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          The impact of body mass index on mortality after stroke.

          Little is known about the contribution of obesity to the higher mortality risk among stroke survivors. We assessed the independent association between body mass index (BMI) and mortality among stroke survivors. Cross-sectional and prospective data from a nationally representative survey of noninstitutionalized civilian U.S. population aged 25 or older (n=20 050) with a baseline history of stroke (n=644) followed up from survey participation (1988-1994) through mortality assessment in 2000. Relationships between BMI and mortality attributable to all causes or cardiovascular causes were examined after adjusting for established prognosticators after stroke. Stroke survivors were more likely to be overweight (BMI 25 to 29 kg/m2) or obese (BMI > or =30 kg/m2 than those without stroke (64.3% versus 53.2%, P=0.003). In multivariable analysis, overall risk for all-cause mortality increased per kg/m2 of higher BMI (P=0.030), but an interaction between age and BMI (P=0.009) revealed that the association of higher BMI with mortality risk was strongest in younger individuals and declined linearly with increasing age, such that in the elderly, overweightness and obesity had a protective effect. The results were similar for the cardiovascular mortality outcome. Higher BMI after stroke is associated with a greater risk of all-cause and cardiovascular death among younger individuals. Younger stroke survivors may especially benefit from more vigorous efforts to monitor and treat obesity.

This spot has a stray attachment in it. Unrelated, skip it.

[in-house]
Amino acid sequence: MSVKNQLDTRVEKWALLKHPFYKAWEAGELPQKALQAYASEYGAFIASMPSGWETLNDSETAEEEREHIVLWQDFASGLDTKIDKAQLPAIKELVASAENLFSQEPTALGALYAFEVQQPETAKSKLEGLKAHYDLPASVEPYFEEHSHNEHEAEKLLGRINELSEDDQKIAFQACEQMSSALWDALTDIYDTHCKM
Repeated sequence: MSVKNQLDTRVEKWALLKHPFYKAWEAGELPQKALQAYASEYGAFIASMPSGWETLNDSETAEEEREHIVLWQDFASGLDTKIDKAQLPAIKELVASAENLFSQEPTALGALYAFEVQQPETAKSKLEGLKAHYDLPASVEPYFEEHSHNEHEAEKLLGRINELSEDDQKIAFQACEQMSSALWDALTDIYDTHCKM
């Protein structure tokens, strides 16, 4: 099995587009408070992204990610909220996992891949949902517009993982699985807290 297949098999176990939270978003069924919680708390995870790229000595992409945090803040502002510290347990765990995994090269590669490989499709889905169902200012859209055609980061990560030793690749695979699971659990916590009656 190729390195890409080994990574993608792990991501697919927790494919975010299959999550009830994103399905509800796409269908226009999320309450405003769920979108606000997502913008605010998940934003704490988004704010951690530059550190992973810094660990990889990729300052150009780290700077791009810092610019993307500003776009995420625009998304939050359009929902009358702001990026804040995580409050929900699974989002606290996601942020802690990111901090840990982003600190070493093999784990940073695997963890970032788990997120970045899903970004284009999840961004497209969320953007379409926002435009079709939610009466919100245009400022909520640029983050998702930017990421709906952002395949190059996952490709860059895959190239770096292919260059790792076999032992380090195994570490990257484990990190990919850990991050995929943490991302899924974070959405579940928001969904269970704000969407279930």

Author and article information

            Department of Neurology, Universitaetsmedizin Mannheim, University of Heidelberg, Mannheim, Germany
            Cerebrovasc Dis
            Cerebrovascular Diseases
            Cerebrovasc Dis
            S. Karger AG (Basel, Switzerland karger@ )
            July 2016
            14 May 2016
            : 42
            : 3-4
            : 240-246
            Cerebrovasc Dis 2016;42:240-246
            © 2016 S. Karger AG, Basel

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            Tables: 3, References: 24, Pages: 7